While NSW and Victoria bear the brunt of the Delta outbreak, most other states with little or no community transmission fear opening up too soon could overwhelm their hospital systems.

New Zealand’s Auckland COVID-19 restrictions eased slightly

New Zealand’s Auckland COVID-19 restrictions eased slightly
Updated 33 min 52 sec ago

New Zealand’s Auckland COVID-19 restrictions eased slightly

New Zealand’s Auckland COVID-19 restrictions eased slightly
  • The city will move to alert level 3 from alert level 4 starting midnight on Tuesday

WELLINGTON: Coronavirus restrictions in New Zealand’s largest city Auckland will be eased slightly from Wednesday, Prime Minister Jacinda Ardern told a news conference.
The city, which is at the center of the latest Delta variant outbreak, will move to alert level 3 from alert level 4 starting midnight on Tuesday, Ardern said. Schools and offices will still remain closed at level 3 but businesses can operate contactless services.
The rest of the country will remain at alert level 2, she said.

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Pyongyang derides Seoul’s submarine-launched missile as clumsy, rudimentary

Pyongyang derides Seoul’s submarine-launched missile as clumsy, rudimentary
Updated 28 min 58 sec ago

Pyongyang derides Seoul’s submarine-launched missile as clumsy, rudimentary

Pyongyang derides Seoul’s submarine-launched missile as clumsy, rudimentary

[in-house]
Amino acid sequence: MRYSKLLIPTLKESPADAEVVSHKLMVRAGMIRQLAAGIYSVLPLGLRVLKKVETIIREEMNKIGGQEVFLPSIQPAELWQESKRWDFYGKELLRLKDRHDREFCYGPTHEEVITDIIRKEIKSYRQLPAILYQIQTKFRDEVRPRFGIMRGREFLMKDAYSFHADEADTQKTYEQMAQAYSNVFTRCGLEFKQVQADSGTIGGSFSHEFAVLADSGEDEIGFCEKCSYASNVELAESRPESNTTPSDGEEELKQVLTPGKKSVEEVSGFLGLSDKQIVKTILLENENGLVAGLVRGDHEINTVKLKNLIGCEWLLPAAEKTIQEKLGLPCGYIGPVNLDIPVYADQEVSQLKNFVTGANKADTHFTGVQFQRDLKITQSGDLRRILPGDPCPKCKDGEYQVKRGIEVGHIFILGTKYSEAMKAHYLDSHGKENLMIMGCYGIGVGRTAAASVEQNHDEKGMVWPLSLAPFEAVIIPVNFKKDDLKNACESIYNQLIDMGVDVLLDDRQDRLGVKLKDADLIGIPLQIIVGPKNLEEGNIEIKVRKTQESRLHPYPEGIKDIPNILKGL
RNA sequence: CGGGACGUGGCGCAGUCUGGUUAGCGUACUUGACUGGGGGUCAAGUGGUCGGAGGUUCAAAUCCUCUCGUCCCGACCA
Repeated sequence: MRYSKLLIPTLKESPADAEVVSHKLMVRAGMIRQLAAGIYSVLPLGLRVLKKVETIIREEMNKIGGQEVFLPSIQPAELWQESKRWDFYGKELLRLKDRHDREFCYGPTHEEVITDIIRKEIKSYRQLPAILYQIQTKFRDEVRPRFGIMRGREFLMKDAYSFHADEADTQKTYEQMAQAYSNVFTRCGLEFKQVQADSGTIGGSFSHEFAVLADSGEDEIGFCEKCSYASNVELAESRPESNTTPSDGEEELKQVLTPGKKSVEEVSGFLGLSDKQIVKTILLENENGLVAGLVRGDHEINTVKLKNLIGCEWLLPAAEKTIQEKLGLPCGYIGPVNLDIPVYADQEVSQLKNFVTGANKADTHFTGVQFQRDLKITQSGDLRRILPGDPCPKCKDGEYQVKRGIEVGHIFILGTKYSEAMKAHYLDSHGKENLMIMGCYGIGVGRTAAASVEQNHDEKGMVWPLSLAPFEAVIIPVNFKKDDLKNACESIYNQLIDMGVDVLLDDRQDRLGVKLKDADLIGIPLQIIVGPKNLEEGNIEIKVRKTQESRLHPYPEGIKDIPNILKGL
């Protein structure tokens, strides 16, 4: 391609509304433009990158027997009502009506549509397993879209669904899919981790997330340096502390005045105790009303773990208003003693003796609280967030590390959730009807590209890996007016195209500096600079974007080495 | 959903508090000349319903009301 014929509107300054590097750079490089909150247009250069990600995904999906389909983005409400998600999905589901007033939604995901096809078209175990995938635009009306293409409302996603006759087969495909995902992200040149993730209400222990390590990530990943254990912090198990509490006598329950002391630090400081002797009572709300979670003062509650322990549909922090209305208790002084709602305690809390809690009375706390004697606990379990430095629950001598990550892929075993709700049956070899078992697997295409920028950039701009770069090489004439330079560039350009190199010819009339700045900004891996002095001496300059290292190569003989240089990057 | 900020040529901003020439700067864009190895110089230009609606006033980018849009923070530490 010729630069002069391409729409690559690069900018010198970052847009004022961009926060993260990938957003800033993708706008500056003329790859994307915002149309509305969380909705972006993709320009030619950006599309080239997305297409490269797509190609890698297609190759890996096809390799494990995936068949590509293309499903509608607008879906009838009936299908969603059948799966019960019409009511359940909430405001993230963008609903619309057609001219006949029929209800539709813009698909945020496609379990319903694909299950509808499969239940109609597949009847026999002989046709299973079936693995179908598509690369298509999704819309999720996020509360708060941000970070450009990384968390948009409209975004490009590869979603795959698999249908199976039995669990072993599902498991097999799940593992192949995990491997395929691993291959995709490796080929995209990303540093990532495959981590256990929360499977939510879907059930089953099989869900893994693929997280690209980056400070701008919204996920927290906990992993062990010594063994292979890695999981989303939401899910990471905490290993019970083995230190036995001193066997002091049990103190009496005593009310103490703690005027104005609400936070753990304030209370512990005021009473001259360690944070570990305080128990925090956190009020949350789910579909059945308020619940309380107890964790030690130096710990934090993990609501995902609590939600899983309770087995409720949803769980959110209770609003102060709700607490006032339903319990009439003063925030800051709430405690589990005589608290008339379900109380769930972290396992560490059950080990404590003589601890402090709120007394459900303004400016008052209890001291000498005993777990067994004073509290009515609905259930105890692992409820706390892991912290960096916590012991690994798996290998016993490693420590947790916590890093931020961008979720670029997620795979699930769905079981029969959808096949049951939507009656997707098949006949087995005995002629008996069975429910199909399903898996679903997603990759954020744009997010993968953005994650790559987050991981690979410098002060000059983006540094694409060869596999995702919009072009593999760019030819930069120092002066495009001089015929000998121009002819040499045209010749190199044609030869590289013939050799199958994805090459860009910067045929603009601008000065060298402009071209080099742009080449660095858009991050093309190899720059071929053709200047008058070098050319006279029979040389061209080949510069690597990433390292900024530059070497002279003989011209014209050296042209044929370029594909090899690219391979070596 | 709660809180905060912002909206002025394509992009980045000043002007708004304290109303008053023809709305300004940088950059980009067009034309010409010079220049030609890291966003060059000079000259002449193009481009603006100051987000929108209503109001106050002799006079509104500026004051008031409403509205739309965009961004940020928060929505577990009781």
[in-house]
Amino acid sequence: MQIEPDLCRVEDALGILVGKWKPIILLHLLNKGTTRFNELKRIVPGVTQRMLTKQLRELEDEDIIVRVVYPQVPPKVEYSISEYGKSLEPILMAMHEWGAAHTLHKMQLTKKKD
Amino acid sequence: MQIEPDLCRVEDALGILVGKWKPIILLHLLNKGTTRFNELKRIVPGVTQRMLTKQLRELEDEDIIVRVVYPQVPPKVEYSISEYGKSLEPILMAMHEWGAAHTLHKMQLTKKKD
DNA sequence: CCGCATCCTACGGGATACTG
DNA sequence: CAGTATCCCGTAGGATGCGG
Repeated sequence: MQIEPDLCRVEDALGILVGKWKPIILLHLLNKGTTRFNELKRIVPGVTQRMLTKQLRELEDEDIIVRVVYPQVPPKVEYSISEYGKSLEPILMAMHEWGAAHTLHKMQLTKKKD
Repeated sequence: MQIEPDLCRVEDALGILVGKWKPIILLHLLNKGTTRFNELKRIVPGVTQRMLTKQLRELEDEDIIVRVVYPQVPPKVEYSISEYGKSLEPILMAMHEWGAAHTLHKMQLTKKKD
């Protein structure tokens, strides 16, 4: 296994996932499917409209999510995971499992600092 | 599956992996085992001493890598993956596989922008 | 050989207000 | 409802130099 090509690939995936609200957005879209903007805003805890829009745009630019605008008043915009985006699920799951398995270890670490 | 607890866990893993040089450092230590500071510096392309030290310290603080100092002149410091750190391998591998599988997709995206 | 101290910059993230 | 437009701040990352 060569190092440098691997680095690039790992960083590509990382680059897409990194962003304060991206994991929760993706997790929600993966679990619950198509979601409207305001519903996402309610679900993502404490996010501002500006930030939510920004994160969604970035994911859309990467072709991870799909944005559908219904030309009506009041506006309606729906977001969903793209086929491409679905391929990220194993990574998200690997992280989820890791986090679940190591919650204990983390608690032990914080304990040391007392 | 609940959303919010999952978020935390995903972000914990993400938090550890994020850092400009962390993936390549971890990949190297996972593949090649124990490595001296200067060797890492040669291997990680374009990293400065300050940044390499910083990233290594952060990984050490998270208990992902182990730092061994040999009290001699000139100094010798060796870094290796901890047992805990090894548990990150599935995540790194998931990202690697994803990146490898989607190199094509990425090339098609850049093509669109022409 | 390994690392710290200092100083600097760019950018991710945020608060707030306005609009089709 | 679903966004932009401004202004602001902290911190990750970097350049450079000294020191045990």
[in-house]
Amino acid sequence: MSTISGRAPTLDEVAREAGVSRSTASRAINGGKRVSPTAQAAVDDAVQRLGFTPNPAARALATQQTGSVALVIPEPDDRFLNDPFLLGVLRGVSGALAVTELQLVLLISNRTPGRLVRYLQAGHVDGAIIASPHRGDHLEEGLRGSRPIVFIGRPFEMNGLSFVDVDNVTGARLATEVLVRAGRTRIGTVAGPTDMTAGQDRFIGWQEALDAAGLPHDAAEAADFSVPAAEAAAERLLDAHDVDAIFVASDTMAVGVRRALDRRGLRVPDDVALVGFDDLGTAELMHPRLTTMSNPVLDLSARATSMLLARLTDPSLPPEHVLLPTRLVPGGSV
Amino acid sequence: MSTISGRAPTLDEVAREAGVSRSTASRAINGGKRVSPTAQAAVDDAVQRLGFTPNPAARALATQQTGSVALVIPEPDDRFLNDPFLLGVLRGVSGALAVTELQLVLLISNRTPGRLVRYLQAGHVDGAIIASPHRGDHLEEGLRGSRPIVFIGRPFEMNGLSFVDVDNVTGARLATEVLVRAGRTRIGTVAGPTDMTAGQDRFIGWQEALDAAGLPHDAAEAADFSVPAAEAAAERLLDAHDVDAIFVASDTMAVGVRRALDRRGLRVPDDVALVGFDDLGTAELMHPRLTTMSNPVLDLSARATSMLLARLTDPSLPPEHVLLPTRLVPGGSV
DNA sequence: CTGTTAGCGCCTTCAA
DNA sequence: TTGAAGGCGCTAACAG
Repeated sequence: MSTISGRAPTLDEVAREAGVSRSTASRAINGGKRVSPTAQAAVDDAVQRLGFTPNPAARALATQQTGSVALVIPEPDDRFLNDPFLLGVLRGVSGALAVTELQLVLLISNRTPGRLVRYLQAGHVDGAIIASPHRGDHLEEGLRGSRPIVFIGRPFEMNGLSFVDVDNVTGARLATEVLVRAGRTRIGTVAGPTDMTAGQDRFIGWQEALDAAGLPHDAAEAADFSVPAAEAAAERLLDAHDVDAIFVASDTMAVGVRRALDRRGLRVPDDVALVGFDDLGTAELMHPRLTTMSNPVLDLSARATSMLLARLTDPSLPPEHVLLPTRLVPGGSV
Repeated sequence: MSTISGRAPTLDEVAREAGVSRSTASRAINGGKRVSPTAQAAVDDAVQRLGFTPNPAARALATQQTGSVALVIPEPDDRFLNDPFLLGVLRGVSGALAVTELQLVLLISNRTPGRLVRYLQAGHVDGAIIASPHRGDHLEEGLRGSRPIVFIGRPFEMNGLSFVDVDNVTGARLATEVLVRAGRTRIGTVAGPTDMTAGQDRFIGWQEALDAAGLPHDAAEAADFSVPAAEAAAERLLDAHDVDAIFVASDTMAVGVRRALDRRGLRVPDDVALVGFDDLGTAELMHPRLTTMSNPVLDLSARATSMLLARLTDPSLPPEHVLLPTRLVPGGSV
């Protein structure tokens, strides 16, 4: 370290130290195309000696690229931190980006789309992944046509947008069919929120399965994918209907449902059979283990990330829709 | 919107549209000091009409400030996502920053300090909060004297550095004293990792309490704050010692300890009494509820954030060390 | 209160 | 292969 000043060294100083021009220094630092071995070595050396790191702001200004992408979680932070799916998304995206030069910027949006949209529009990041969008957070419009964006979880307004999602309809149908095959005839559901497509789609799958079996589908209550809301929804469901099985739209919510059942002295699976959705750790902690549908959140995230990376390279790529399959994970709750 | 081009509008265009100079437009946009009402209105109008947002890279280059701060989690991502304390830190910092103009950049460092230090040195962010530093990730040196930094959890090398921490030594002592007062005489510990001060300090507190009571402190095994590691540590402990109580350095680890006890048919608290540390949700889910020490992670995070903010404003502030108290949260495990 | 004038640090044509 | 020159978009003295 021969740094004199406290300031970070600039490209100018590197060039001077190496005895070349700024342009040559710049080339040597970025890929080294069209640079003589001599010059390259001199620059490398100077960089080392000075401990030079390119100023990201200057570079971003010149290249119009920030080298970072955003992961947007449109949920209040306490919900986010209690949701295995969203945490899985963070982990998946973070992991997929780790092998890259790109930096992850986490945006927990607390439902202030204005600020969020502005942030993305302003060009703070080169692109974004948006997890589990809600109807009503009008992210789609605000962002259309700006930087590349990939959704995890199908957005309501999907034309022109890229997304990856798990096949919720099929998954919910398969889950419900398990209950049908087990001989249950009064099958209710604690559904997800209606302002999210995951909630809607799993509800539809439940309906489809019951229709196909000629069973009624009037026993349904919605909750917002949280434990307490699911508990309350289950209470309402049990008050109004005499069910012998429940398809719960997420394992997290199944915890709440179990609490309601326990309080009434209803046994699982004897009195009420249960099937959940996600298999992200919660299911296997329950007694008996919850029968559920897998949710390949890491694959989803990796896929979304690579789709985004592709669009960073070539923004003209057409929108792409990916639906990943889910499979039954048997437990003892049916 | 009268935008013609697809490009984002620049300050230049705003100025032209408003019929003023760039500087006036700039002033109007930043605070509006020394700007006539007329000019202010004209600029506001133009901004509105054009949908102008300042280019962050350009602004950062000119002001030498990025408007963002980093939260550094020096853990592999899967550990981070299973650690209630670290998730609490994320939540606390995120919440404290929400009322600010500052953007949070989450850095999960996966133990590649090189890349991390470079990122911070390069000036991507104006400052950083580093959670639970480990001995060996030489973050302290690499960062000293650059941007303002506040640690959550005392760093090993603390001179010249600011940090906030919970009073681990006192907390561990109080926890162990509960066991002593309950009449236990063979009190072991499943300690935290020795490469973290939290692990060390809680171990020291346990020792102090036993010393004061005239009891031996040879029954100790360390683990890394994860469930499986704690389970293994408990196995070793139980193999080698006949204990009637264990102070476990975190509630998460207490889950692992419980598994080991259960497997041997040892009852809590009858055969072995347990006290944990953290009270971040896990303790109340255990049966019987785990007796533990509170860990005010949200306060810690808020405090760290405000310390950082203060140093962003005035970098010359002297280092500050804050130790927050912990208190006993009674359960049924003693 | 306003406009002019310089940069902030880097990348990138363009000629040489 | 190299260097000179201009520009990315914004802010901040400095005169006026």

• Both Korean neighbors developing increasingly sophisticated weapons amid stalled efforts to ease tension on the peninsula

SEOUL: A North Korean military think tank on Monday dismissed South Korea’s recently tested submarine-launched ballistic missile as clumsy and rudimentary but warned its development would rekindle cross-border tension.
Both South and North Korea, which have been developing increasingly sophisticated weapons amid stalled efforts to ease tension on the peninsula, tested ballistic missiles on Wednesday.
Jang Chang Ha, chief of the Academy of the National Defense Science, a North Korean state-run weapons development and procurement center, said in a commentary on the official KCNA news agency that media photographs of the latest South Korean missile showed a “sloppy” weapon that did not even have the shape of a submarine-launched ballistic missile (SLBM).
The missile seemed to be a version of the South’s Hyunmoo surface-to-surface ballistic missiles with the warhead part an imitation of India’s K-15 SLBM, Jang said.